- They provide a sense of security: in addition to alerting the presence of strangers with their barking, dogs are also protective of their owners. Dogs certainly increase the sense of security.
- They provide a feeling of happiness: they are there in good times and bad. Science has shown that dog sitters tend to suffer from less depression.
- They help to entertain: having a partner with whom to go for a walk on the beach, for a run or simply to play a little with the ball, entertains us and allows us to have great moments.
- They increase responsibility: having a dog is a great responsibility. You have to feed him, take him out to relieve himself, he needs to be educated, etc. Having a dog requires discipline, motivation and also requires proper financial management.
The most demanded animals in service in many countries are dogs. Numerous canine units work in the security forces of the USA, Great Britain, France, Germany, Belgium.
Four-legged guarding important objects involved in search, reconnaissance, combat and rescue operations, detain criminals. Experienced trained dogs take the trail even after 12:00, in a few seconds they catch up and detain armed opponents, find explosives and drugs.
The connection between the four-legged and her partner is important. Man not only works with the animal but also takes care of her and becomes a close friend. But psychologists note constant communication with a dog on people, because of work, are constantly under stress, produces a great positive effect. At American military bases, there are special offices where several four-legged ones are constantly located, and their main role is to create conditions for the emotional relaxation of employees.
The most popular service breeds worldwide are the German and Belgian Shepherd Dogs. They are strong, fast and hardy animals with high intelligence. Such dogs most often work in the police and serve in the army.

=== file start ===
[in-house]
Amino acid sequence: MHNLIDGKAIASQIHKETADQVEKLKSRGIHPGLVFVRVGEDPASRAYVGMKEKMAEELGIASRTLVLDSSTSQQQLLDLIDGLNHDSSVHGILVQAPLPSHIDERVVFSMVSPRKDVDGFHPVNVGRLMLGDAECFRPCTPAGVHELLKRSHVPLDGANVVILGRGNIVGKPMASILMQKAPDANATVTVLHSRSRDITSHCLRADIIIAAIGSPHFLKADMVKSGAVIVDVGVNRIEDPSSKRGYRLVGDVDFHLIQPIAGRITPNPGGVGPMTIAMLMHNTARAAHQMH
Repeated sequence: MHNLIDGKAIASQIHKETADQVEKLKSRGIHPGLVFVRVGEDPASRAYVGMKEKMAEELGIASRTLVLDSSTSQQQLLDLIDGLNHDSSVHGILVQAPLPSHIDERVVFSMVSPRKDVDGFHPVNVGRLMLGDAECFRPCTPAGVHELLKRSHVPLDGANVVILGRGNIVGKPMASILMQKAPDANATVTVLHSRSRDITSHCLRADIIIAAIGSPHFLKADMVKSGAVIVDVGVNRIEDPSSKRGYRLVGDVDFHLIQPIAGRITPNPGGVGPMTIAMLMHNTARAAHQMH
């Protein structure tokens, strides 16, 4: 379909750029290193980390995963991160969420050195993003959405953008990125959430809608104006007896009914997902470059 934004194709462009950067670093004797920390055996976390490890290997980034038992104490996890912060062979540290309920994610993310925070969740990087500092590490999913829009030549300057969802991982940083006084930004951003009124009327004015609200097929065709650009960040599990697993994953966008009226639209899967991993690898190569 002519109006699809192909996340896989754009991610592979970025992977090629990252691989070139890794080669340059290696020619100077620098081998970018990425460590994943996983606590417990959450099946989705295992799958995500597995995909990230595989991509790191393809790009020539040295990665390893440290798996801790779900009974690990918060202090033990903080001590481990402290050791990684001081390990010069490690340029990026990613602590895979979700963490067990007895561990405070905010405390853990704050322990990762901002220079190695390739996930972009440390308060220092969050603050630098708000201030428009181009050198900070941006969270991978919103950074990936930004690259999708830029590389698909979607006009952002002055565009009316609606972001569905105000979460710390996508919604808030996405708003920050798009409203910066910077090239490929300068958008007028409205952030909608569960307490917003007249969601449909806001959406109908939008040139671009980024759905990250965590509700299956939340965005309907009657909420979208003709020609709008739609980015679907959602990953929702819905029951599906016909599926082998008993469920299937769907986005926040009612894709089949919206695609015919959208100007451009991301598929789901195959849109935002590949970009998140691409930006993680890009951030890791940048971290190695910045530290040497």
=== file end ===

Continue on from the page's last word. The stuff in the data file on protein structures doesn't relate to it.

Rottweilers are often used to guard. Labradors and spaniels are becoming nimble search engines.
In the US military, service dogs are trained at Lakeland Air Force Base in Texas. In Germany, this is the responsibility of the Bundeswehr Service Kennel School. In France – a separate canine battalion in the command of the ground forces. In the UK, the training of service dogs is carried out by the appropriate unit from the logistics brigade.
In 2005, a special installation for the training and work of service dogs – MWD (Military Working Dogs) – was released in America. The document obliges in every possible way to prevent the service dog from falling into the hands of the enemy, and to evacuate the wounded and killed animals on equal terms with people. The installation includes instructions for providing first aid to a dog in case of injuries, including artificial respiration. In foreign armies, there are even seriously trained and specially equipped units of the veterinary service.
In some countries, service dogs are awarded military ranks, their military merits are celebrated with awards, and monuments are erected to the dead. After the end of their careers, the four-legged ones are provided with decent living conditions and even pay a pension. There are sites where people make offers to adopt former service dogs into their family and donate for their upkeep.
Several years ago, photographs of service dogs abroad on their first working day became popular on the Internet.